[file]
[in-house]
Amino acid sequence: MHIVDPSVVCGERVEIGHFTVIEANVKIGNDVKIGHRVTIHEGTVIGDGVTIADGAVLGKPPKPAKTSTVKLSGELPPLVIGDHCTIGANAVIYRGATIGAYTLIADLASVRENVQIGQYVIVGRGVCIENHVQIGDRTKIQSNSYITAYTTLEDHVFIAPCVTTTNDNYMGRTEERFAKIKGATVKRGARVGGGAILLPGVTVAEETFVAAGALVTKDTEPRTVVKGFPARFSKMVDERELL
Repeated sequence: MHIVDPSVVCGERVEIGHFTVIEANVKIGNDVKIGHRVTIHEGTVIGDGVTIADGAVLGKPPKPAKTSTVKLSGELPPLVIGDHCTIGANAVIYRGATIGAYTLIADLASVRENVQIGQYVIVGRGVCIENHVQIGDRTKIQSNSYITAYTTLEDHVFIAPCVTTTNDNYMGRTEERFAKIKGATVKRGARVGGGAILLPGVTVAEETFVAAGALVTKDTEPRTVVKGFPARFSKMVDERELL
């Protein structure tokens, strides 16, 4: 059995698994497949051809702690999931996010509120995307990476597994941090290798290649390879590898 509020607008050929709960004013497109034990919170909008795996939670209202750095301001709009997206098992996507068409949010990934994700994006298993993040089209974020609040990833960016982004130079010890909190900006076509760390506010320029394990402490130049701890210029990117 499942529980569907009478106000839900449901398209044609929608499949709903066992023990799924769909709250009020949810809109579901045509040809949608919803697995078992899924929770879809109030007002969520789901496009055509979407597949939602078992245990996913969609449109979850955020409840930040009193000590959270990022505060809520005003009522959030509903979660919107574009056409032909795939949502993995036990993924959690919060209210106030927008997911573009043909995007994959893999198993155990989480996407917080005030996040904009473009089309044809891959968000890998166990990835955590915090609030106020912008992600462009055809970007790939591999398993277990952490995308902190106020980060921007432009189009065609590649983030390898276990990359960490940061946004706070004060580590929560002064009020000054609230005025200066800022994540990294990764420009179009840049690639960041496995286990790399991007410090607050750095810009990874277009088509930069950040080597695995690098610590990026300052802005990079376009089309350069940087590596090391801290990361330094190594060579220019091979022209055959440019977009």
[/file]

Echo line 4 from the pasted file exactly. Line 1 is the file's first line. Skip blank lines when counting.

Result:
């Protein structure tokens, strides 16, 4: 059995698994497949051809702690999931996010509120995307990476597994941090290798290649390879590898 509020607008050929709960004013497109034990919170909008795996939670209202750095301001709009997206098992996507068409949010990934994700994006298993993040089209974020609040990833960016982004130079010890909190900006076509760390506010320029394990402490130049701890210029990117 499942529980569907009478106000839900449901398209044609929608499949709903066992023990799924769909709250009020949810809109579901045509040809949608919803697995078992899924929770879809109030007002969520789901496009055509979407597949939602078992245990996913969609449109979850955020409840930040009193000590959270990022505060809520005003009522959030509903979660919107574009056409032909795939949502993995036990993924959690919060209210106030927008997911573009043909995007994959893999198993155990989480996407917080005030996040904009473009089309044809891959968000890998166990990835955590915090609030106020912008992600462009055809970007790939591999398993277990952490995308902190106020980060921007432009189009065609590649983030390898276990990359960490940061946004706070004060580590929560002064009020000054609230005025200066800022994540990294990764420009179009840049690639960041496995286990790399991007410090607050750095810009990874277009088509930069950040080597695995690098610590990026300052802005990079376009089309350069940087590596090391801290990361330094190594060579220019091979022209055959440019977009």